Truth be told, word output is not a problem for me–story coherence is. Most of my “writing” time is spent at my desk trying to hack a 9000-word tangle down into a 4000-word capsule that can be swallowed with joy. I have not yet learned to enjoy this part of the process. I call it dying and sobbing, some of you may know it as “revising.” For this reason, I normally track my writing progress by 15-minute timed sessions, a trick I learned from Ashley Pérez. 15 minutes is short enough that I can make myself do it, no matter how argumentative I’m feeling, and long enough that when the timer goes off, I’m involved enough that I’m ready to set it for another 15.

But having that little ‘Project Target’ box open today while I wrote was superb. Every keystroke mattered. Just as quick as I typed, the box tallied. Almost immediately, I had made an impact and the bar was being shaded in before my very eyes. As it grew, it changed color! It went from red to orange to yellow, heading for green as I closed in on the word count goal. So magic! That little tangible proof kept me pretty cheerful.

I met my word goal shortly after 11 am, and I felt pretty good. Before I closed out of Scrivener and backed it up, I had already realized that I wanted to make changes to the first scene. But I told myself that if I hadn’t written what was already there, I wouldn’t have known what needed to be changed. As Scott Westerfeld and Lynda Barry say, making marks on paper changes your brain. So I made a few quick notes about my new notions and promised myself that I wouldn’t come back to them until December.* I crowed my triumph to my writing buddies on NaNo, Facebook, & Twitter. Then I was free to futz around reading email, looking at catalogs of clothes I’d never wear, and wasting time until lunch.

But after lunch, something sinister happened. Maybe it was because I had to face a sink full of dishes from last night, or maybe its because–well, I was going to tell you it was something to do with the alignment of the planets, but when I checked my horoscope it was all about baseball and I couldn’t understand it. But I’m sure I can blame Jupiter if I try hard enough. Hands in the soapy water, I started to feel like what I had written was so terrible that it negated any superficial word accumulation. Sure, I could whack out 2000 words in a morning, and sure they followed the outline. Sure I learned new things about my character and walked her through her first big decision. But, gosh, was it lifeless. Rote. Plodding. Not the sort of thing anybody would ever want to READ.

But who was it that said a writer is the last person to know whether their work is any good? Tomorrow morning, I’m going to sit down at my computer, whip out that life-saving Dialog Spine, and write another 2274 words. I expect that part of the time I will feel like a rock star, and the other half like a worm.

by Leonard John Matthews, via Flickr

How about you? Did you meet your word goal for Day 1? Do you feel good about it? Is your novel rocking along and you’re really excited? Or are you, too, beset by black doubts?

*Rule #1: Never, ever go back and revise the first pages until you’re done. Ever. That way lies the rabid marmot bite of madness.


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Deal with the Devil

Today is Thursday, October 25th. Next Thursday is November 1st. In one week I have to start writing a novel.

I say “have to” but it’s not because failure to comply will result it dire physical consequences. There have been no threats of kidnapping, arson, or death by weasels. The real reason I “have to” do this is because I made a deal with myself. I said I would do NaNoWriMo this year and experiment with cranking out a first draft of a novel and having it all done before I had a chance to doubt or second-guess myself.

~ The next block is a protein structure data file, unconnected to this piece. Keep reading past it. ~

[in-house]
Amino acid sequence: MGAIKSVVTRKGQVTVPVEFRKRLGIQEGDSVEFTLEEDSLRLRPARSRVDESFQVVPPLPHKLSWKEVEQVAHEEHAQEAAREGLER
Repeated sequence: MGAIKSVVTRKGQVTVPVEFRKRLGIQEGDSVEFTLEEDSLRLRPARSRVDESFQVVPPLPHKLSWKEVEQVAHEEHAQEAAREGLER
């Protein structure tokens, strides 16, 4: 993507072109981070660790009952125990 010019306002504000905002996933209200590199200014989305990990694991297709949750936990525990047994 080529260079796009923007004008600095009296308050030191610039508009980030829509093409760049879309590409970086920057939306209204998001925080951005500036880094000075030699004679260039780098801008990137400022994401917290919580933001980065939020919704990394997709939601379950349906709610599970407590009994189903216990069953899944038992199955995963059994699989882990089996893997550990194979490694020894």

Oops. Too late.

Between the Devil and the Deep Blue Sea, by Udo Keppler [1912]

I think making a deal with myself might be worse than making one with the devil.

It’s not like I haven’t written a novel before. I have. Two. The first one, a mystery novel set in Philadelphia, I didn’t finish. I’m not a logical thinker, and it was just too hard to be writing my first-ever novel and trying to make all the ends tie up. The second one I finished, but didn’t revise. Make that “haven’t revised.” I love my characters, and large chunks of the story, and hope that one day I come into the skills or the fortitude to dig them out of the mess I made. (Yes, I’m aware that I used the passive voice there, like I think awesome skillz are going to just descend without me having to do any work to acquire them. A girl can hope.)

I pantsed my way through the first two. This time I have A Plan. More than that, I have an Outline that I wrote this spring during a class on Narrative Structure with Bruce Holland Rogers, which I took through the Odyssey Workshop*. I have a setting that doesn’t require any research. I have a premise so fantastical research won’t do any good. All I have to do is look into my past and twist the facts to suit my own ends. No detours down Procrastination Avenue there.

I wrapped up my last open writing project last Friday, packed up its lunch in a kerchief, and released it onto the submission circuit. I told myself that having this week off from self-assigned writing would be good preparation. A breather. A chance to clear my head, steel my will, and maybe make some notes, do some character contemplation in a light-hearted, non-hysterical, low-pressure atmosphere. Instead, I’m paralytic.

I’ve waffled over whether I really am going to try to do it in 30 days, or if I’m going to give myself a slightly more realistic schedule for the first draft, like 90 days. That I really need to revise and submit one more short story before I give my attention to such a massive time-suck. Whether I should be writing this novel or another one. How I’m possibly going to find time to write 50,000 words when the coming month will contain a weekend vacation, Thanksgiving, a writing conference, and the beginning of a new (big) freelance project, all eating into my writing time. I’ve been starting to fantasize about what a nice, uncomplicated, *spacious* month January is. It has a roomy 31 days. Holiday nonsense will be over. I can’t see my freelance schedule from 3 months away, so it must clear, right?

But I guess that’s the point of NaNo. There’s NEVER a good time. So you just pick a time, and you start writing. And next Thursday is as good a time as any.

In the meantime, I’m going to read these prep- and pep-talks from Scott Westerfeld and Justine Larbalestier and, today, I’m going to work on what Bruce Holland Rogers calls ‘Big Picture Motivation’.**

And then I’m going to write a damn novel.

What about you?

Sharon Brogan, via Flickr (CC BY-NC 2.0)

*It was a really good class. They have more classes coming up soon.
**This isn’t motivation for the characters, but for the writer. It comes from the chapter ‘When the Novel Has To Be Done Yesterday’ from Bruce’s book about writing life, “Word Work.”